ESG Weekly News Update: January 22, 2021
General ESG News
In addition to ESG metrics, there are now more calls for corporations to make their leadership ranks more diverse.
In 2020 only 11% of activist-appointed board directors were ethnically diverse, and only 24% of directors were women, both of which lagged new board members for S&P 500 companies by roughly half, according to Lazard data.
“The rise in the launch of ESG-related funds and campaigns focused on sustainability issues enables activists to improve perceived ESG weaknesses in businesses but also bolster fundraising by branding themselves as forward-thinking and socially conscious,” Lazard writes.
Harvest Business Review: Boards Are Obstructing ESG — at Their Own Peril
PWC’s 2020 Annual Corporate Directors Survey found that only 38% of board members think ESG issues have a financial impact on a company.
The lack of ESG expertise among board members is a main part of the problem.
Several solutions to bring boards along with the ESG revolution include recruiting directors with ESG experience; requiring the board to identify material ESG issues; and board members should require executives to report on the financial impact of their ESG investments.
Waste 360: A Shifting Focus on Climate Change
There are valid reasons why European countries, in particular, are more intently focused on climate change than we are in the U.S. Importantly, it is also clear that awareness and attention on climate action in the U.S. is increasing.
Climate change went from being an unseen, theoretical threat in most U.S. communities to wielding its wrath across large swathes of the country. In 2020, it became impossible to ignore the potential for the threat to our lifestyles – and even our lives -- associated with changes in our climate.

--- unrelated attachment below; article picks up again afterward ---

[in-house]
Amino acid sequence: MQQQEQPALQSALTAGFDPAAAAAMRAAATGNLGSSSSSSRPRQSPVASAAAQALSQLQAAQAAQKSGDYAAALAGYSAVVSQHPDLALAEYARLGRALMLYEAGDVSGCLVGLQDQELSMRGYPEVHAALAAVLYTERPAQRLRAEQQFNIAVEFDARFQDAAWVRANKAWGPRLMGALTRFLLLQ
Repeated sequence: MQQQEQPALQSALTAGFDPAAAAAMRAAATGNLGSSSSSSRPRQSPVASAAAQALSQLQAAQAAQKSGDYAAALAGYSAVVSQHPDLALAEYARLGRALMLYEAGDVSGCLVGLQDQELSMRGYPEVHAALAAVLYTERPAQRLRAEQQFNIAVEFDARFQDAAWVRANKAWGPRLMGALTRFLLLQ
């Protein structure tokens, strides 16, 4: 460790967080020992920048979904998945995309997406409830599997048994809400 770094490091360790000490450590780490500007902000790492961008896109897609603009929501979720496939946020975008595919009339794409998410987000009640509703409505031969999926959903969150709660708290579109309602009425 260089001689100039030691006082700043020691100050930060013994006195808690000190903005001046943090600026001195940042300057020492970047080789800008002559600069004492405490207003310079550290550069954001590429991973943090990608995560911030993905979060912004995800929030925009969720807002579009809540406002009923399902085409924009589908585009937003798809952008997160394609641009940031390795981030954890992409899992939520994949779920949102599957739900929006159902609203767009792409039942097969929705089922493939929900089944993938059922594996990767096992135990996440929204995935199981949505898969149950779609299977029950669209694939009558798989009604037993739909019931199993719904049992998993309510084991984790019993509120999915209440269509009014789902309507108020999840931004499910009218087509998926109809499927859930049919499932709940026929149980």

Understanding and preparing for climate change is important to our customers and to the investment community since disasters such as storms, floods, extreme heat, drought and wildfires affect business operations and corporate profitability. There are a growing number of examples of companies that were not prepared for the impact of climate change, and whose customers and investors have suffered as a result.
Bas Sudmeijer proposes building CO2 networks: partnerships between cities around the world that would share the cost and geological resources needed to trap emissions deep in the earth.
Over the past 40 years, damage from major weather and climate disasters has cost the United States nearly $2 trillion dollars. A closer look at the data reveals that recently the cost of such incidents has been escalating quickly, due in part to human-caused climate change.
"The most extreme events have been intensifying more rapidly as a result of climate change, and this is a pattern that is true across the country, even in regions where average precipitation has not changed or has decreased slightly," explains the study's lead author, Frances Davenport, a PhD student at Stanford Earth.
With much more climate heating anticipated in the future, the team says the proportion of costs due to extreme events will only get worse.
The New York Times: When Business and Politics Mix, ‘Character Really Counts’
Lloyd Blankfein, the former chief executive of Goldman Sachs, was never a fan of President Trump, and was one of the few top C.E.O.s to say so early on. In a candid conversation, he offered some provocative thoughts on the lessons learned for the business world.
Business leaders owe their platform to their company, and therefore they shouldn’t appropriate it for personal things, but rather they should take positions on those issues where it’s in the wheelhouse of the company’s expertise and their expertise.